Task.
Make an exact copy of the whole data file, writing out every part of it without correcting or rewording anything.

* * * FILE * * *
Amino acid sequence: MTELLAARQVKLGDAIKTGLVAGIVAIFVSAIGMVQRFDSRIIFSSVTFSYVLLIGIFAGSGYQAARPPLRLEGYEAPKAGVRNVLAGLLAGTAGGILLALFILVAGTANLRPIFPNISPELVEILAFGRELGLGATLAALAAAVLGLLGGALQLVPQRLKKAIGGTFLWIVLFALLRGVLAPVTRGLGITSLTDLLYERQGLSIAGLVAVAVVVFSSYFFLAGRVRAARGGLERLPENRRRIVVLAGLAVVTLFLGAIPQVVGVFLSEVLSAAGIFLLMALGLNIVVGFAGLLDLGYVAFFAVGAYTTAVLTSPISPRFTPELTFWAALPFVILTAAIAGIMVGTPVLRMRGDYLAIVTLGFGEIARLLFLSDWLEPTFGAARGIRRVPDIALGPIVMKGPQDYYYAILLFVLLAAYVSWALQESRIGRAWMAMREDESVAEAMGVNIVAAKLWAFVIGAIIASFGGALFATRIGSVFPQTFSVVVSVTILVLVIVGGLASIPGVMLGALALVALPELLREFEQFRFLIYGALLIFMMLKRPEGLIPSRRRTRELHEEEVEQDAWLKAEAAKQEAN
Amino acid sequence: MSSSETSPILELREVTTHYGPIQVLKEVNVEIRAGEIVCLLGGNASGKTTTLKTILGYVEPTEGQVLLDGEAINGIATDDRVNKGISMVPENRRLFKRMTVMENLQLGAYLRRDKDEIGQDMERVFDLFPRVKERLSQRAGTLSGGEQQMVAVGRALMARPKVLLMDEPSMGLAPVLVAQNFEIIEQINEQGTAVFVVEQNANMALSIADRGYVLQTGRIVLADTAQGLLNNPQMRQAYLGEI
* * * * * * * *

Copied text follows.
Amino acid sequence: MTELLAARQVKLGDAIKTGLVAGIVAIFVSAIGMVQRFDSRIIFSSVTFSYVLLIGIFAGSGYQAARPPLRLEGYEAPKAGVRNVLAGLLAGTAGGILLALFILVAGTANLRPIFPNISPELVEILAFGRELGLGATLAALAAAVLGLLGGALQLVPQRLKKAIGGTFLWIVLFALLRGVLAPVTRGLGITSLTDLLYERQGLSIAGLVAVAVVVFSSYFFLAGRVRAARGGLERLPENRRRIVVLAGLAVVTLFLGAIPQVVGVFLSEVLSAAGIFLLMALGLNIVVGFAGLLDLGYVAFFAVGAYTTAVLTSPISPRFTPELTFWAALPFVILTAAIAGIMVGTPVLRMRGDYLAIVTLGFGEIARLLFLSDWLEPTFGAARGIRRVPDIALGPIVMKGPQDYYYAILLFVLLAAYVSWALQESRIGRAWMAMREDESVAEAMGVNIVAAKLWAFVIGAIIASFGGALFATRIGSVFPQTFSVVVSVTILVLVIVGGLASIPGVMLGALALVALPELLREFEQFRFLIYGALLIFMMLKRPEGLIPSRRRTRELHEEEVEQDAWLKAEAAKQEAN
Amino acid sequence: MSSSETSPILELREVTTHYGPIQVLKEVNVEIRAGEIVCLLGGNASGKTTTLKTILGYVEPTEGQVLLDGEAINGIATDDRVNKGISMVPENRRLFKRMTVMENLQLGAYLRRDKDEIGQDMERVFDLFPRVKERLSQRAGTLSGGEQQMVAVGRALMARPKVLLMDEPSMGLAPVLVAQNFEIIEQINEQGTAVFVVEQNANMALSIADRGYVLQTGRIVLADTAQGLLNNPQMRQAYLGEI